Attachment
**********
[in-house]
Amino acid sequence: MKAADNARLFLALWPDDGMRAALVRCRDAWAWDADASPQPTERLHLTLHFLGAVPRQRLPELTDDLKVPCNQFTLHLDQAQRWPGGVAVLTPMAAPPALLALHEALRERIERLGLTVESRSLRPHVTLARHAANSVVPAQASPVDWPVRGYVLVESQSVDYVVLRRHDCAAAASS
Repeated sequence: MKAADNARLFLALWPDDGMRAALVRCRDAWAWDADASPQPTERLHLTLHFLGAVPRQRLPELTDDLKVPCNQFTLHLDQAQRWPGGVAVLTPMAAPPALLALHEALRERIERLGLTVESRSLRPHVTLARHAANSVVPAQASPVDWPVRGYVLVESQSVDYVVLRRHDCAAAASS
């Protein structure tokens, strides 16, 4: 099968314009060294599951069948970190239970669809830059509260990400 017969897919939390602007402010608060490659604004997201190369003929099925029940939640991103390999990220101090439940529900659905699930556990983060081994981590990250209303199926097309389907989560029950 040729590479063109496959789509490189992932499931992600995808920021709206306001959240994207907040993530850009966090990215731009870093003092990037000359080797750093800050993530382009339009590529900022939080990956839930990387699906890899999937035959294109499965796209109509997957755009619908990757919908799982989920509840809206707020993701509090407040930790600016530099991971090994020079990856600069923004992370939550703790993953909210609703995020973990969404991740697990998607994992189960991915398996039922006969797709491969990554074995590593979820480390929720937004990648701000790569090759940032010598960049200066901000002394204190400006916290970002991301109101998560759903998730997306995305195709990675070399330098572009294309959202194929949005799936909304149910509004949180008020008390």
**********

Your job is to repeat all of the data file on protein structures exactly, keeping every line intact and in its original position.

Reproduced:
[in-house]
Amino acid sequence: MKAADNARLFLALWPDDGMRAALVRCRDAWAWDADASPQPTERLHLTLHFLGAVPRQRLPELTDDLKVPCNQFTLHLDQAQRWPGGVAVLTPMAAPPALLALHEALRERIERLGLTVESRSLRPHVTLARHAANSVVPAQASPVDWPVRGYVLVESQSVDYVVLRRHDCAAAASS
Repeated sequence: MKAADNARLFLALWPDDGMRAALVRCRDAWAWDADASPQPTERLHLTLHFLGAVPRQRLPELTDDLKVPCNQFTLHLDQAQRWPGGVAVLTPMAAPPALLALHEALRERIERLGLTVESRSLRPHVTLARHAANSVVPAQASPVDWPVRGYVLVESQSVDYVVLRRHDCAAAASS
């Protein structure tokens, strides 16, 4: 099968314009060294599951069948970190239970669809830059509260990400 017969897919939390602007402010608060490659604004997201190369003929099925029940939640991103390999990220101090439940529900659905699930556990983060081994981590990250209303199926097309389907989560029950 040729590479063109496959789509490189992932499931992600995808920021709206306001959240994207907040993530850009966090990215731009870093003092990037000359080797750093800050993530382009339009590529900022939080990956839930990387699906890899999937035959294109499965796209109509997957755009619908990757919908799982989920509840809206707020993701509090407040930790600016530099991971090994020079990856600069923004992370939550703790993953909210609703995020973990969404991740697990998607994992189960991915398996039922006969797709491969990554074995590593979820480390929720937004990648701000790569090759940032010598960049200066901000002394204190400006916290970002991301109101998560759903998730997306995305195709990675070399330098572009294309959202194929949005799936909304149910509004949180008020008390």